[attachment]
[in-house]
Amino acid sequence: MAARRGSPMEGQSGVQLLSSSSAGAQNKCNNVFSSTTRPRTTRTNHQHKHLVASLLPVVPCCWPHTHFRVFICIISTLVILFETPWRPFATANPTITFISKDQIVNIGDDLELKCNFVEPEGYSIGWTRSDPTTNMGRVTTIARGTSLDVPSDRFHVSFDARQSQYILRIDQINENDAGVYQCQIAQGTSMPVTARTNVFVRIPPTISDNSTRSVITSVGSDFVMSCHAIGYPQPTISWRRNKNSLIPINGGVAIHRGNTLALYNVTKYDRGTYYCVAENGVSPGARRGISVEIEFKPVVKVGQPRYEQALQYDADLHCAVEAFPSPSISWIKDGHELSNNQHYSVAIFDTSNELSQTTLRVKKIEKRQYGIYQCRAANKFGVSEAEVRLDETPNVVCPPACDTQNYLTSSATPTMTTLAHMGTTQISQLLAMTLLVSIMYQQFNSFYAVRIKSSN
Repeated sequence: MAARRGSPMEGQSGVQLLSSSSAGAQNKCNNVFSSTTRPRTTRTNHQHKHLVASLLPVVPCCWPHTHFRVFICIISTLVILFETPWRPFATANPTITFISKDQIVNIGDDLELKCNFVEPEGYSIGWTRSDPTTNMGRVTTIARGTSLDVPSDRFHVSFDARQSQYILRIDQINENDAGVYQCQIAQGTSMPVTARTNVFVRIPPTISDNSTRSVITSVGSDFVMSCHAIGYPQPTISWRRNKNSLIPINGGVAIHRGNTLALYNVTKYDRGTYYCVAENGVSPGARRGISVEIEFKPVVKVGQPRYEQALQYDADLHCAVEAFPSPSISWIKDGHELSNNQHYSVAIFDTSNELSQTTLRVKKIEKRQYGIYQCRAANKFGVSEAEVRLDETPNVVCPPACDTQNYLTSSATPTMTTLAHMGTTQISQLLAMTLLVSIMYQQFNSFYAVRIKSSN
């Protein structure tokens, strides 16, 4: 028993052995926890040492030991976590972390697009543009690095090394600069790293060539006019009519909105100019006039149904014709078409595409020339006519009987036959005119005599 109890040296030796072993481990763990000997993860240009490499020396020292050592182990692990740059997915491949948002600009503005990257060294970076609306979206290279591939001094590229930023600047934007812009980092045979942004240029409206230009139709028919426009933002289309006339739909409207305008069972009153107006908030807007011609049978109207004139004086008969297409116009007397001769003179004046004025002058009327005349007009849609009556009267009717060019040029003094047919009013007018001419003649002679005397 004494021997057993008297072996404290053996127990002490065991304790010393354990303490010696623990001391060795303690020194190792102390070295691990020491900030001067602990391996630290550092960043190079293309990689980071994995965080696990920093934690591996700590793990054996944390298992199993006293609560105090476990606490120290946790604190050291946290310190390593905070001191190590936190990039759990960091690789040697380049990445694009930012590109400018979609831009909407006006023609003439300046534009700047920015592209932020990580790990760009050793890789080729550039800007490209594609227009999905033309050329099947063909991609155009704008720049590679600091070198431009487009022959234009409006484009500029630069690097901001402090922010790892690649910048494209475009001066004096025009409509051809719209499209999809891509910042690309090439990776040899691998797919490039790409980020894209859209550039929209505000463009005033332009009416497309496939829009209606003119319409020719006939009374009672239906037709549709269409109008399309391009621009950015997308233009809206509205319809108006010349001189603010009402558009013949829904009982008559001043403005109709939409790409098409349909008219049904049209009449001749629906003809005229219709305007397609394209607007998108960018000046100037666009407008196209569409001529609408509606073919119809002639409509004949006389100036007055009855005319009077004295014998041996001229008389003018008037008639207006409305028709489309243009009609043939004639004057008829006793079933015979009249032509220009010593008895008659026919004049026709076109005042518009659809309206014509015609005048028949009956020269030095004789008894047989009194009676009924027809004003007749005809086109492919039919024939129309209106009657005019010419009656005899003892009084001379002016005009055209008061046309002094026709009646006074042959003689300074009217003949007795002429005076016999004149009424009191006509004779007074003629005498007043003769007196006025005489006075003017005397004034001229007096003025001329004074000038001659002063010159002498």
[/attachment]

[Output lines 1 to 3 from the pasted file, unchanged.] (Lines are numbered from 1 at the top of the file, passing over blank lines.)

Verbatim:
[in-house]
Amino acid sequence: MAARRGSPMEGQSGVQLLSSSSAGAQNKCNNVFSSTTRPRTTRTNHQHKHLVASLLPVVPCCWPHTHFRVFICIISTLVILFETPWRPFATANPTITFISKDQIVNIGDDLELKCNFVEPEGYSIGWTRSDPTTNMGRVTTIARGTSLDVPSDRFHVSFDARQSQYILRIDQINENDAGVYQCQIAQGTSMPVTARTNVFVRIPPTISDNSTRSVITSVGSDFVMSCHAIGYPQPTISWRRNKNSLIPINGGVAIHRGNTLALYNVTKYDRGTYYCVAENGVSPGARRGISVEIEFKPVVKVGQPRYEQALQYDADLHCAVEAFPSPSISWIKDGHELSNNQHYSVAIFDTSNELSQTTLRVKKIEKRQYGIYQCRAANKFGVSEAEVRLDETPNVVCPPACDTQNYLTSSATPTMTTLAHMGTTQISQLLAMTLLVSIMYQQFNSFYAVRIKSSN
Repeated sequence: MAARRGSPMEGQSGVQLLSSSSAGAQNKCNNVFSSTTRPRTTRTNHQHKHLVASLLPVVPCCWPHTHFRVFICIISTLVILFETPWRPFATANPTITFISKDQIVNIGDDLELKCNFVEPEGYSIGWTRSDPTTNMGRVTTIARGTSLDVPSDRFHVSFDARQSQYILRIDQINENDAGVYQCQIAQGTSMPVTARTNVFVRIPPTISDNSTRSVITSVGSDFVMSCHAIGYPQPTISWRRNKNSLIPINGGVAIHRGNTLALYNVTKYDRGTYYCVAENGVSPGARRGISVEIEFKPVVKVGQPRYEQALQYDADLHCAVEAFPSPSISWIKDGHELSNNQHYSVAIFDTSNELSQTTLRVKKIEKRQYGIYQCRAANKFGVSEAEVRLDETPNVVCPPACDTQNYLTSSATPTMTTLAHMGTTQISQLLAMTLLVSIMYQQFNSFYAVRIKSSN